Ultimately, this book is about hope and awareness. Gun control is a hugely important issue in this country, and Johanna’s story adds a unique perspective. Johanna could be anyone, and she could be everyone. Right now, teens are taking initiative, taking charge. They know they are the future, and what they do matters. What they read, what they learn, and what they do with that knowledge matters. Teens are ready to be the change they want to see in the world, and it’s our job to give them the tools to do so.
Alex Richards is a young adult author and freelance magazine contributor. She is a terrible navigator (just ask the African jungle she got lost in) but makes up for it with a dark sense of humor and home-made horror films. Raised in New Mexico, she and her family live in Brooklyn.
alexrichards.nyc | @alexgirlnyc
This timely, emotionally-resonant story about a teen girl dealing with the aftermath of a tragic shooting is a must-read from an exciting new YA talent.
Johanna has had more than enough trauma in her life. She lost her mom in a car accident, and her father went AWOL when Johanna was just a baby. At sixteen, life is steady, boring . . . maybe even stifling, since she’s being raised by her grandparents who never talk about their daughter, her mother Mandy.
Then he comes back: Robert Newsome, Johanna’s father, bringing memories and pictures of Mandy. But that’s not all he shares. A tragic car accident didn’t kill Mandy–it was Johanna, who at two years old, accidentally shot her own mother with an unsecured gun.
Now Johanna has to sort through it all–the return of her absentee father, her grandparents’ lies, her part in her mother’s death. But no one, neither her loyal best friends nor her sweet new boyfriend, can help her forgive them. Most of all, can she ever find a way to forgive herself?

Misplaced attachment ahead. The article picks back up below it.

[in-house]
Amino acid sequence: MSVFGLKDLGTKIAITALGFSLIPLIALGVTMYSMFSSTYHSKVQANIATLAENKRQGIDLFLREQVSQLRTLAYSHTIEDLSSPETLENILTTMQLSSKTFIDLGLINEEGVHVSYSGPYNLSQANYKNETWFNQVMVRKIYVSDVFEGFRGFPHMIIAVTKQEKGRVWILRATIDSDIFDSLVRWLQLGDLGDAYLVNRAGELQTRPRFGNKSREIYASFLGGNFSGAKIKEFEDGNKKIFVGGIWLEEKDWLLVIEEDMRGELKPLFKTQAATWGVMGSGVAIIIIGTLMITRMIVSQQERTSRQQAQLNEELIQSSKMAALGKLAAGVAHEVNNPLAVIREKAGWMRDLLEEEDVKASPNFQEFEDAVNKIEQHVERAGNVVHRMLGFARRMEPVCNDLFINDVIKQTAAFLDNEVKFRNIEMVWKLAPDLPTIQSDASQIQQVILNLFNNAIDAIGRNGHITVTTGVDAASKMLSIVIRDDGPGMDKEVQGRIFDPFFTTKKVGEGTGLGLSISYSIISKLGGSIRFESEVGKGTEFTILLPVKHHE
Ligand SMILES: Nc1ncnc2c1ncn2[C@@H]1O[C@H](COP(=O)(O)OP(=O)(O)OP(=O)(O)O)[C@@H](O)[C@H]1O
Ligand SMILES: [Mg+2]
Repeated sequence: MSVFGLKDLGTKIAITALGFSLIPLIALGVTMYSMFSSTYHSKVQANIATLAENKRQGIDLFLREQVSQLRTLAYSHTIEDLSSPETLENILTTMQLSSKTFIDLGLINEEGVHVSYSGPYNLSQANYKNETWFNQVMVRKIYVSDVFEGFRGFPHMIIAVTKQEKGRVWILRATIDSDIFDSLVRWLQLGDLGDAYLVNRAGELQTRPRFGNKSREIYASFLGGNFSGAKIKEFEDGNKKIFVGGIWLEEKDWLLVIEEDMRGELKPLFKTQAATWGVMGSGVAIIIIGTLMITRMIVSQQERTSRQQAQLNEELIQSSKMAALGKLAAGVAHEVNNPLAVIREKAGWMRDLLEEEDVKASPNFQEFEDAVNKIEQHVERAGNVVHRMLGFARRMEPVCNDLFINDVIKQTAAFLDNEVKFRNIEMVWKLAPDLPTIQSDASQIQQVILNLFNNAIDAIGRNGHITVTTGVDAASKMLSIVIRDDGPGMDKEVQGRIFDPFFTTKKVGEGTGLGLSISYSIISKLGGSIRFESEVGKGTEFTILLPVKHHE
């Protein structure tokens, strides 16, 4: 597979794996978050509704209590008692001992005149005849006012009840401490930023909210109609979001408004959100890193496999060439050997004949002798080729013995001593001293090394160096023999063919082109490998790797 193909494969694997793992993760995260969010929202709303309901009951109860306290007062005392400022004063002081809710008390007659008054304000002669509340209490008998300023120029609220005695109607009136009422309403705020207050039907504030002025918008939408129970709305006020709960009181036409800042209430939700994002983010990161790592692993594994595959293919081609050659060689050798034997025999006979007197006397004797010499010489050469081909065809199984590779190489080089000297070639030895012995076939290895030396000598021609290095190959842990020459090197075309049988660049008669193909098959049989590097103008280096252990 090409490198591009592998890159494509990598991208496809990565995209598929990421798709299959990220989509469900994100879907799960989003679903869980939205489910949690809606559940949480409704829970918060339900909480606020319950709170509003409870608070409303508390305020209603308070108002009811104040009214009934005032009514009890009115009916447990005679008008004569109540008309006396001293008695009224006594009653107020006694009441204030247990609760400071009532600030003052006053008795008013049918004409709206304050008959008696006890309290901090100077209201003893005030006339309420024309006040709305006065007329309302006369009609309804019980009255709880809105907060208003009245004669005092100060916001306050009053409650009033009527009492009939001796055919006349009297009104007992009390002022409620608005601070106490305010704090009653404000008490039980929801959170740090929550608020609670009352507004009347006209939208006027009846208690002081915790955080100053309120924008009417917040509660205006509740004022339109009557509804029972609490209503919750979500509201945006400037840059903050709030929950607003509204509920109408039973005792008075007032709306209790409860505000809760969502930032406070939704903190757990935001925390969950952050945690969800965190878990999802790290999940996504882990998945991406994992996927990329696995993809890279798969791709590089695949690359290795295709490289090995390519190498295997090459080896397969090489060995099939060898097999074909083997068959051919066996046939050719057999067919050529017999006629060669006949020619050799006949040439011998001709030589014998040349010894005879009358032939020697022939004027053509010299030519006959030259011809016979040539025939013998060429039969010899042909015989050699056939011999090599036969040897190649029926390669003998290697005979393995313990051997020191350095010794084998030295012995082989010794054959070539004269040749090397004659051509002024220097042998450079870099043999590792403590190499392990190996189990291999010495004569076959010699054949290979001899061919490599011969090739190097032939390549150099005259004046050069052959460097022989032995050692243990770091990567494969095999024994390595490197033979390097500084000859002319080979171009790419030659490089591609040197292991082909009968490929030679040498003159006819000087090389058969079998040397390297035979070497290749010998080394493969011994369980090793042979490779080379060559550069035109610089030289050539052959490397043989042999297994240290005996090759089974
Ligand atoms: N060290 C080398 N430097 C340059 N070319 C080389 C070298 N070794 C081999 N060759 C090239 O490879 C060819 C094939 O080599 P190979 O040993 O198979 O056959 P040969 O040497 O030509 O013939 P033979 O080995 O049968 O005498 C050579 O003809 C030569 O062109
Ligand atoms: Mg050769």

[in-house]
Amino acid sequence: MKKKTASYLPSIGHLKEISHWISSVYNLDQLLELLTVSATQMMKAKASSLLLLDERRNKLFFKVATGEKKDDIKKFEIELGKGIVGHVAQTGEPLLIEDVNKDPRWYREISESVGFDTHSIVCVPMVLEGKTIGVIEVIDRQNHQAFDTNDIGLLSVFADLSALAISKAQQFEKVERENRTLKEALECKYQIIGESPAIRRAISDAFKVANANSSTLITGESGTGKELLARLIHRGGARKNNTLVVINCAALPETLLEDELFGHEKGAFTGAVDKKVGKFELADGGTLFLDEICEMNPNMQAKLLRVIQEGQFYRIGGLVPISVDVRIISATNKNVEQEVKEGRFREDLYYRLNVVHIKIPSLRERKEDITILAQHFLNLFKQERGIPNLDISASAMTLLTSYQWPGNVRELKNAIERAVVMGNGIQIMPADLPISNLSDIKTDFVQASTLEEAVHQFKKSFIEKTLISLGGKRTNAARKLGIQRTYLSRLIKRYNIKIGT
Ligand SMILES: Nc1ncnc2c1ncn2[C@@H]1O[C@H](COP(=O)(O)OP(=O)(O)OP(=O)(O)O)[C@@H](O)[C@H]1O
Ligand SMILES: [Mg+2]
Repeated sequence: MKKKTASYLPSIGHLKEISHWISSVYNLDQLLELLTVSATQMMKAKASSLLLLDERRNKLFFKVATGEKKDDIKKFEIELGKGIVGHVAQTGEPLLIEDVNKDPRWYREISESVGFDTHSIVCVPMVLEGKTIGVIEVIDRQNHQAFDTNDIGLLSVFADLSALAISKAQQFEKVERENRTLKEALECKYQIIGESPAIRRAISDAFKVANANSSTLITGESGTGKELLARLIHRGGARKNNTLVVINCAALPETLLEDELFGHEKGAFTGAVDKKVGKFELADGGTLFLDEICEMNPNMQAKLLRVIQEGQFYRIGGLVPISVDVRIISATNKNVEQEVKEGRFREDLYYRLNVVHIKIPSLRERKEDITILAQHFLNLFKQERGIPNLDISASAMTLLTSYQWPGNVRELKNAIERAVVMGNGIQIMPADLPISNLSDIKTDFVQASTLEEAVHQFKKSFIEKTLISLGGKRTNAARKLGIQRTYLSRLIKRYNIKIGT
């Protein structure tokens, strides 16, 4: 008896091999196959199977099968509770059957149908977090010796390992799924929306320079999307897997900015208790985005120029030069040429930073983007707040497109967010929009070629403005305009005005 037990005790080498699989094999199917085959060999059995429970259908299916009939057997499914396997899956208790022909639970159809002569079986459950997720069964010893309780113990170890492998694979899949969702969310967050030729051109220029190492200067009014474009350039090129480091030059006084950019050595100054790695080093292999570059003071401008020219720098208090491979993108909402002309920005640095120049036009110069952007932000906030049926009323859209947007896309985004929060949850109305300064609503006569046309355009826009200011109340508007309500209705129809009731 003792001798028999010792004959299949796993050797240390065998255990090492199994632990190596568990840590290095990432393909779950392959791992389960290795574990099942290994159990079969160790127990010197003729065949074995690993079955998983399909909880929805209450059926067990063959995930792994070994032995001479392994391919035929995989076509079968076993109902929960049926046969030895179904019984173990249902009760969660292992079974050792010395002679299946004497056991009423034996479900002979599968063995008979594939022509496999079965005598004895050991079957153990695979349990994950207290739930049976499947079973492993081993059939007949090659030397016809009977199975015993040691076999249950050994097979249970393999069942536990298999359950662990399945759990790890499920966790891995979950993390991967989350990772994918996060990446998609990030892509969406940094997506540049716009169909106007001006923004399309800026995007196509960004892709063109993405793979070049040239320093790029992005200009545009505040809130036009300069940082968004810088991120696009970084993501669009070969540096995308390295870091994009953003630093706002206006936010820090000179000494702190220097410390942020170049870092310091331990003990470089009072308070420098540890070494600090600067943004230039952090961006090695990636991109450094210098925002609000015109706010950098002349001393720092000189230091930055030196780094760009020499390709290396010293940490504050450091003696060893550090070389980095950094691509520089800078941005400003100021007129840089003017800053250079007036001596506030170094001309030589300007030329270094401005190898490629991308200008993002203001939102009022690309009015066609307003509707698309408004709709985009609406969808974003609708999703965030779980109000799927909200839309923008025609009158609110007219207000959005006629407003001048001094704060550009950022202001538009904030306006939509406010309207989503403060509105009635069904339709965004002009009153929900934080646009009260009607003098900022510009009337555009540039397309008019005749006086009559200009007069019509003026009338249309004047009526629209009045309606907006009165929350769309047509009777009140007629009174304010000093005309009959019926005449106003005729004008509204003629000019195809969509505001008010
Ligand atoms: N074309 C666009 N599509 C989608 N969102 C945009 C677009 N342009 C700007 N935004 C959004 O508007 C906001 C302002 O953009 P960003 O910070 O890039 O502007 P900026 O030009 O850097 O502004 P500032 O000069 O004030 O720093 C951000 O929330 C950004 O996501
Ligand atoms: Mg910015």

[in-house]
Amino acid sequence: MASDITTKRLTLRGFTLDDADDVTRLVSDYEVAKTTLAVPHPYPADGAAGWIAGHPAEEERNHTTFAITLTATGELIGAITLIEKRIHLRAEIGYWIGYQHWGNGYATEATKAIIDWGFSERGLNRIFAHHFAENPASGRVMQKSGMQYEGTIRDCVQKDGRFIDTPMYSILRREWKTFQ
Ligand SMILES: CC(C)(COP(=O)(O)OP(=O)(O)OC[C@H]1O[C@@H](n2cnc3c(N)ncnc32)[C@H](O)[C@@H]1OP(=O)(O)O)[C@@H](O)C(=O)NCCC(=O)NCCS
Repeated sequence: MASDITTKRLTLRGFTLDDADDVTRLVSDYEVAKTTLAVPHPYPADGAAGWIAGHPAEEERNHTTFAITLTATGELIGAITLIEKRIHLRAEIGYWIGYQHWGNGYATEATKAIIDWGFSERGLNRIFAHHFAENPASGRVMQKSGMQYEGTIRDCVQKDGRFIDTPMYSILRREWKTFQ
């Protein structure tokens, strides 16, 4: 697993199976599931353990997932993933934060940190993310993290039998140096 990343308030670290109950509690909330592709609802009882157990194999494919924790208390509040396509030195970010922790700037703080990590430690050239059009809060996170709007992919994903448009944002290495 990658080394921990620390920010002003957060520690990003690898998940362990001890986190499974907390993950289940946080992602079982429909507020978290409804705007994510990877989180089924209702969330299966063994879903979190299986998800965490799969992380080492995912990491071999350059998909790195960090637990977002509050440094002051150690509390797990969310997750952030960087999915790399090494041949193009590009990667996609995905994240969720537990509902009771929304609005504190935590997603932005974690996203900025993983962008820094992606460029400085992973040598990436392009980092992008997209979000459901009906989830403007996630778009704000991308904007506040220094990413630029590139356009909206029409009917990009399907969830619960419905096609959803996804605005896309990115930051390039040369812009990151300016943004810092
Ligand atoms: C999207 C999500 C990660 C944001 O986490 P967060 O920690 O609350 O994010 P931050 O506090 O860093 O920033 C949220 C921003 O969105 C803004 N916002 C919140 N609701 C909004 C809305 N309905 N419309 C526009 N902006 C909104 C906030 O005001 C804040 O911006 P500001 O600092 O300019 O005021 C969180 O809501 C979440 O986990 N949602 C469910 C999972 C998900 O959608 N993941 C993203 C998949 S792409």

In a searing, ultimately uplifting story, debut author Alex Richards tackles a different side of the important issue that has galvanized teens across our country.
Accidental was released July 7, 2020 from Bloomsbury and it received a starred review from School Library Journal.
Praise for ACCIDENTAL:
“Richards deftly explores the myriad emotional struggles after an accidental gun death. . . Tragic, moving, and genuine.” –School Library Journal, starred review
“A valuable take on a timely issue.” –Kirkus Reviews
“[Johanna] is an admirable, convincing heroine who is determined to make things right for herself.” –Publishers Weekly
“A testament to the healing power of community, love and forgiveness. An honest, wrenching and important read.” –Sarah Holt, Left Bank Books
“A heartbreaking, powerful, essential read.” –Beth Seufer Buss, Bookmarks
“This book is haunting, but it is also hopeful. . . With heartfelt, brutal honesty searing every page, this is the kind of book that reminds readers that they have voices, and they can make changes.” –Ava Tusek, Second Star to the Right
Filed under: Teen Issues
About Karen Jensen, MLS
Karen Jensen has been a Teen Services Librarian for almost 30 years. She created TLT in 2011 and is the co-editor of The Whole Library Handbook: Teen Services with Heather Booth (ALA Editions, 2014).